How to deal with disruptive communication and connectivity

The internal and external communication methods that companies prefer are changing. For some time now, the use of Unified Communications & Collaboration (UCC), including voice messaging, video and presence, has been a big promise in this market. However, the rate of acceptance by companies appears to be lower than anticipated. There is nevertheless an ongoing acceleration, driven by wide use of mobile devices and by changes in consumer behavior. This means companies must prepare their networks for disruptive forms of communication.

Five trends in corporate data communication by Bob Kukic


UCC holds great promise. It involves the integration of real-time communication services such as Instant Messaging (chat), presence (showing availability), speech (including IP telephony), mobile functionalities (such as extensions and a single number for fixed and mobile), web & video conferencing, desktop sharing, web sharing, call control and voice recognition with non-real-time communication services like unified messaging (integrated voicemail, email, SMS and fax). That is quite a list. Not everybody will use everything, and each service has its own application area.

If all is well, the chosen solution will offer a consistent user interface and experience on different devices and media types. What does that mean for the network? The following lists the most important developments.

1. SIP replaces ISDN

SIP (Session Initiation Protocol) is increasingly being adopted by the market. SIP trunking is used to set up VoIP speech and multimedia communication. In this concept, the traffic between a company’s telephony network and the public telephony network is no longer routed over a local ISDN station, but over the IP network of the company. SIP makes further demands of the data connections, especially when it comes to bandwidth and availability. Telephone conversations must be conducted free of noise and hitches.

2. Video replaces telephony

According to market analysts, in a few years video conferencing will be more popular than telephone conversations or email. The driving force behind this development is the consumer who is now used to new forms of communications such as Skype, live chat, Video-on-Demand, Smart TV’s, etc. These and other new technologies are available at ever decreasing costs and increasing performance. WebRTC (communication via the browser), smartphones and tablets have made a permanent mark and this clearly has implications for the capacity of the network. A video call obviously requires more bandwidth than a telephone call.

3. Personal devices replace the Video Room end-points

Until recently, corporate video communication was limited to Video Rooms and scheduled calls. Nowadays, more and more employees communicate at the time and place of their choosing through personal devices, such as laptops, tablets and smartphones. Consumers increasingly expect companies to offer video communication. This can lead to a bandwidth explosion on the company’s network, especially when large volumes of video contacts are expected because of a marketing campaign or an incident.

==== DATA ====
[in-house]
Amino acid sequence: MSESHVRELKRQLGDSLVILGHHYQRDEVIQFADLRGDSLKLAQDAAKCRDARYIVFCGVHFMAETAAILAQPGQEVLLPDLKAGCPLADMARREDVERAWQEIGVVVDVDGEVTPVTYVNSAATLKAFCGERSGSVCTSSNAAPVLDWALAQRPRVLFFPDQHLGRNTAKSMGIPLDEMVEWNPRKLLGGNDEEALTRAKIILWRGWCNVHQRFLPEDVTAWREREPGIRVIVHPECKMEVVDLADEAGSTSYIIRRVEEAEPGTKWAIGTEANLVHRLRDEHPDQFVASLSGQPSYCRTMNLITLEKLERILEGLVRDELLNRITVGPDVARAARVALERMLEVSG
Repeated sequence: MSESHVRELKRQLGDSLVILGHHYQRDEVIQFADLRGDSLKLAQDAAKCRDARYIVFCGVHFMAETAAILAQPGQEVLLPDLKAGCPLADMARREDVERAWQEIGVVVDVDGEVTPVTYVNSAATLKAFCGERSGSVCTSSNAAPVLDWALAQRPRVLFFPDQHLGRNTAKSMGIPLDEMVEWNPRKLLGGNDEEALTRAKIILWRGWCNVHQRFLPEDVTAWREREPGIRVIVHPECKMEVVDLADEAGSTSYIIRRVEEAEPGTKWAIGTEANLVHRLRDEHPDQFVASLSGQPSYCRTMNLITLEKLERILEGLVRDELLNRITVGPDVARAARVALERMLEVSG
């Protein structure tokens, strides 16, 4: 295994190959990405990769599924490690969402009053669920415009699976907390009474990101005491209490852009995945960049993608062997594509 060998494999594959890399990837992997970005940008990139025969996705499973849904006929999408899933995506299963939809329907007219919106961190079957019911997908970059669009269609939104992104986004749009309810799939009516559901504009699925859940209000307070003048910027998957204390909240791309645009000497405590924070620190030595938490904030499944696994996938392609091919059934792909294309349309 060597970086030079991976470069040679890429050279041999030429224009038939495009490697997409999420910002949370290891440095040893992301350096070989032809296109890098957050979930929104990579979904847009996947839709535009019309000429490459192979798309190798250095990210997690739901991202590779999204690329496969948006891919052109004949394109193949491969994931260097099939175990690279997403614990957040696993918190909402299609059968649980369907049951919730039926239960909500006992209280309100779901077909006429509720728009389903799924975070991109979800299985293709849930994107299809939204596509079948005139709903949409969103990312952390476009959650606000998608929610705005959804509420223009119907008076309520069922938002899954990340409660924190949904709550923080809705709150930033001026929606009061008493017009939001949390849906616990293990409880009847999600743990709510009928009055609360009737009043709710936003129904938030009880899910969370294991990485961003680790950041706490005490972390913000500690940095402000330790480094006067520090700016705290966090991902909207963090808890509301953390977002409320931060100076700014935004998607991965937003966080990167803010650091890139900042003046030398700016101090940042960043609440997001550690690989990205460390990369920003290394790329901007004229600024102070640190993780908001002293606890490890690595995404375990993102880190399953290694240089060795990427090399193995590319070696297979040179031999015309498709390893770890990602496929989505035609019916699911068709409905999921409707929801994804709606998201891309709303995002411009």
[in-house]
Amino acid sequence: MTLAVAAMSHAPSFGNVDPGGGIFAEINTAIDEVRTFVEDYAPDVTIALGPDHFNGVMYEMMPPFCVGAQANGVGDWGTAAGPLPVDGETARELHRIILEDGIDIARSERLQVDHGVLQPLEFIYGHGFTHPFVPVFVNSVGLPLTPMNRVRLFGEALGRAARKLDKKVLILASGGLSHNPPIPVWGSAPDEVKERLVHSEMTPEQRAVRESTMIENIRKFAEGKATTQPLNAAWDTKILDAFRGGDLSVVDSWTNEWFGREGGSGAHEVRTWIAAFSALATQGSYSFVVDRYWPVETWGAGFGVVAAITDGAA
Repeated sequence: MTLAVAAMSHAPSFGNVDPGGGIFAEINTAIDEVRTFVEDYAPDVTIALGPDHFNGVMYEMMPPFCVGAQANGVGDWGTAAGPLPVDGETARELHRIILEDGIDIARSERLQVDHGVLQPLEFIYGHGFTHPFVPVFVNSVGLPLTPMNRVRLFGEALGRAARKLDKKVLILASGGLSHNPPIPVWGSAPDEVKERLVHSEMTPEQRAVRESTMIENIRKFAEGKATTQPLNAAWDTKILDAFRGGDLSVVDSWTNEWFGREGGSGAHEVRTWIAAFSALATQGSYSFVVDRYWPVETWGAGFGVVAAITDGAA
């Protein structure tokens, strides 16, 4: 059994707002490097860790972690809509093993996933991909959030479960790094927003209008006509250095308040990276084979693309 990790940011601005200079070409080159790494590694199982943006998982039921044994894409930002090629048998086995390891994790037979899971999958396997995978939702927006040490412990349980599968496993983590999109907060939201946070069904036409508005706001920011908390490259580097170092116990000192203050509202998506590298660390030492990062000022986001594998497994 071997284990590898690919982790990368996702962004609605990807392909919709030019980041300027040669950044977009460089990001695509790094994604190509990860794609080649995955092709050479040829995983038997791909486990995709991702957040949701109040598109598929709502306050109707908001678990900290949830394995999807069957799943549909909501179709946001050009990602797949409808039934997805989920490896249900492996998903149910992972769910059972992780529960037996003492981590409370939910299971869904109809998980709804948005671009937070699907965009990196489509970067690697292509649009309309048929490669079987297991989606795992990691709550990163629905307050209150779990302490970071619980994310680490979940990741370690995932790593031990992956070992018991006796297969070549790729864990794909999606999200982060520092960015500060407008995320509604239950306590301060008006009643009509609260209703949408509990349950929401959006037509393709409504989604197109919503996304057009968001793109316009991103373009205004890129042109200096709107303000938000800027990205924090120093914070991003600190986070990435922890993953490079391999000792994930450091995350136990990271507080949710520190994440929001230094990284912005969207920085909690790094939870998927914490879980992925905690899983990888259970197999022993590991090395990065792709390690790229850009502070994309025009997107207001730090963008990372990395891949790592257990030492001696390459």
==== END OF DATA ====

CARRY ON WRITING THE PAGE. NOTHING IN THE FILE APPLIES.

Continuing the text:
4. Anywhere-anyhow communication

We expect to be able to communicate with anyone and via all devices. This requires new UC integration solutions that link the different individual communication methods (audio, video, vendor-specific systems, rooms, video and UC clients, etc.). These integration solutions are increasingly taken from the cloud, which requires the UC traffic to be brought to a central point inside or outside the company’s network. This involves additional connections or upgrades of the existing connections.

5. First IP telephony

There are still plenty of companies that have yet to make the transition to IP telephony. This means their LAN and WAN infrastructure must be made VoIP-ready, including more bandwidth, more redundancy, prioritizing voice traffic, etc.

It is clear that companies must monitor themselves continuously and must be able to keep adapting their network infrastructure in line with all new developments. Until recently, a network was designed to last for a long period, say five years. Nowadays, that is much too long, it is important to update regularly, even if it is only to take advantage of new cloud services and price reductions of carriers and vendors. For most companies it is too difficult to keep track effectively of these developments in the market and in technology. Therefore, seek the right advice on what connectivity your business needs.


  • You always need more bandwidth and a larger availability than you first think.
  • Set the bandwidth for each individual application, a one-size-fits-all approach is needlessly expensive.
  • Stay flexible and avoid long-term contracts (max. two years). Connectivity constantly drops in price, latency becomes lower all the time and innovations occur really fast. Today’s solution is often obsolete by tomorrow.
  • Ask for pay-per-use bandwidth.
  • When using cloud, determine exactly who in the chain is responsible for the connectivity and the Quality of Service: who determines the prioritization of traffic? Who ensures an integrated SLA and guarantees performance including the connectivity?

Bob Kukic is Architect at Custom Connect, carrier-neutral advisor in the fields of connectivity and data communication.

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